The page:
Whenever possible, makefile rules should first create their target under a temporary name, then move it into place. That way, if the build process is interrupted for any reason, there won't be a half-written target file that can't be distinguished from a fully written file.
out.txt: foo.sh input.txt
./foo.sh -i input.txt >$@.tmp
mv -f $@.tmp $@
mv -f $@.tmp $@ is a common makefile idiom.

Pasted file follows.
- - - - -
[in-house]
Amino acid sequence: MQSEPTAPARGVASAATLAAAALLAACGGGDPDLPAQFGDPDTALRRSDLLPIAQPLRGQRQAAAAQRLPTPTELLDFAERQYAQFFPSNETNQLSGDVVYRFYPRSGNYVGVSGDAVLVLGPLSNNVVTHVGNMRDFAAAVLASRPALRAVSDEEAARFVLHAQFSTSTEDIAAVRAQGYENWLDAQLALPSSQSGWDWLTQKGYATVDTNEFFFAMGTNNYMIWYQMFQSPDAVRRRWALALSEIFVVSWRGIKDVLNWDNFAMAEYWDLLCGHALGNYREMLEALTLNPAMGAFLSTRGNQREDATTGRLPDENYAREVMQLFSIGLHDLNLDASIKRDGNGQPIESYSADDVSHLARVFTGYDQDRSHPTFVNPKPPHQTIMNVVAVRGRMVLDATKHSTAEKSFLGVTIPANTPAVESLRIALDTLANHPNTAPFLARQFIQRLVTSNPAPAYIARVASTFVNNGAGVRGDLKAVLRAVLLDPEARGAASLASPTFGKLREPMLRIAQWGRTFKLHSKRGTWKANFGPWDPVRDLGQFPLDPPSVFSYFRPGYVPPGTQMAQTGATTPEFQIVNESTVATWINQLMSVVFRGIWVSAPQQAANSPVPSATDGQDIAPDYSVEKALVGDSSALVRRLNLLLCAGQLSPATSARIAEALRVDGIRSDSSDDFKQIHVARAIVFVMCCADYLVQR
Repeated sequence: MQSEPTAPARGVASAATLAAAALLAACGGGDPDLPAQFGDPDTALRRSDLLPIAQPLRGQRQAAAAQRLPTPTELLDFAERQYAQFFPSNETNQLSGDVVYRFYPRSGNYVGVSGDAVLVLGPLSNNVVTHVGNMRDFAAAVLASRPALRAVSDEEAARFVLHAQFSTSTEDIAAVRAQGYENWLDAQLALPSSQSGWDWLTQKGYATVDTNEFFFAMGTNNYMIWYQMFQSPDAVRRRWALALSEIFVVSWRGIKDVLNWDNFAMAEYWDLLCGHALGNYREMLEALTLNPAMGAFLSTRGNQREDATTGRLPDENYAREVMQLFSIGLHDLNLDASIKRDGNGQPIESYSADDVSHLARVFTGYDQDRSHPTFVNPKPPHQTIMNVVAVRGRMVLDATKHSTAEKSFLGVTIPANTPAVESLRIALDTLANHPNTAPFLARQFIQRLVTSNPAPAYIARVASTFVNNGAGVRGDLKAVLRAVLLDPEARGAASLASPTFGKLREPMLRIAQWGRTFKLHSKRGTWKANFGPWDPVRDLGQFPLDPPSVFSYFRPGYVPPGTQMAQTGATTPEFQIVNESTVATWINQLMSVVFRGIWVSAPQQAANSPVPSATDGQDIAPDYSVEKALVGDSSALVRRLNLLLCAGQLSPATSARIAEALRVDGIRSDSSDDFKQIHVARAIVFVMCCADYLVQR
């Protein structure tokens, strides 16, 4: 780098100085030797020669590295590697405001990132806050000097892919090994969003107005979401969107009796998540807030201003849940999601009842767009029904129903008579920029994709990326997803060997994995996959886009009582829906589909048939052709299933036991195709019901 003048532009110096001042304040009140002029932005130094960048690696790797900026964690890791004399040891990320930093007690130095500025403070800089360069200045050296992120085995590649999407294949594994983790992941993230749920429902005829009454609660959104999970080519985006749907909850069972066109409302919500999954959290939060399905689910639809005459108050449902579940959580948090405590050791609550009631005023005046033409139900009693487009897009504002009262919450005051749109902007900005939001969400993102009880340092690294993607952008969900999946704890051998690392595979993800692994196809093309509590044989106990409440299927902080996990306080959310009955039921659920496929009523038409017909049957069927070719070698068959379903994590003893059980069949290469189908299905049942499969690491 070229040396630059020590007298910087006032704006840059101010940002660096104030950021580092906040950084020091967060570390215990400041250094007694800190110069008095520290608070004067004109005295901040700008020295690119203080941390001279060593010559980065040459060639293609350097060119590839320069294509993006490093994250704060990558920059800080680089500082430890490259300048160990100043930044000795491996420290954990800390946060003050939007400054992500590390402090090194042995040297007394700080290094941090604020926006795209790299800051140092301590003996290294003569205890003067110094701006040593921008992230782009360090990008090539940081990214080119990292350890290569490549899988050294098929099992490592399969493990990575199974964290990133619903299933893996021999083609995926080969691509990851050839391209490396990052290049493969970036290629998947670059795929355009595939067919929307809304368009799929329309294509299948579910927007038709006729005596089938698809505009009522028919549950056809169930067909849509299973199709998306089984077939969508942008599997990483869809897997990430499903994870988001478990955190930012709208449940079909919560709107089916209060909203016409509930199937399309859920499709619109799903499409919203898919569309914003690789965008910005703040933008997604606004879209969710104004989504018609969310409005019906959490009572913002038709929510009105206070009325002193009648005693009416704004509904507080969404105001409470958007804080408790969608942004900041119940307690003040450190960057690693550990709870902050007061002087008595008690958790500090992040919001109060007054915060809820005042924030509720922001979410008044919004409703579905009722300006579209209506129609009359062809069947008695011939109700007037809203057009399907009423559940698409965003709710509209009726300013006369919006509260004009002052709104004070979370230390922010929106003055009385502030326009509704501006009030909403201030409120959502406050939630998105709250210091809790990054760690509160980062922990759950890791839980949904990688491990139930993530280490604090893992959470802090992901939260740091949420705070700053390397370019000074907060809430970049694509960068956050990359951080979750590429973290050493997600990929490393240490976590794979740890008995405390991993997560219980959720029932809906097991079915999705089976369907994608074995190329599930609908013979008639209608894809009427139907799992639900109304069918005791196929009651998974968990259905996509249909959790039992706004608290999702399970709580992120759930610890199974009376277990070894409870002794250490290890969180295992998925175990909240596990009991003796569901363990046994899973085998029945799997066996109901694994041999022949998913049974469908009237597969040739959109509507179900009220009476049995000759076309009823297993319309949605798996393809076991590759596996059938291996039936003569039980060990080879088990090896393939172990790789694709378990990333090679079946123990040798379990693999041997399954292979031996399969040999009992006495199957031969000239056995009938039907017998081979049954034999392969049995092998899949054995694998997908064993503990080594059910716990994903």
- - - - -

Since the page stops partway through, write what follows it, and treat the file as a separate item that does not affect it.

Juliano's answer shows a variant where the name of the temporary file is generated dynamically. The dynamic name generation is required if there may be more than one process generating the same target or if the directory can be written to by other users. This is very rarely the case for a build tree (if these were issues, a lot of what's going on in a typical makefile would break), so the extra complexity is usually not necessary.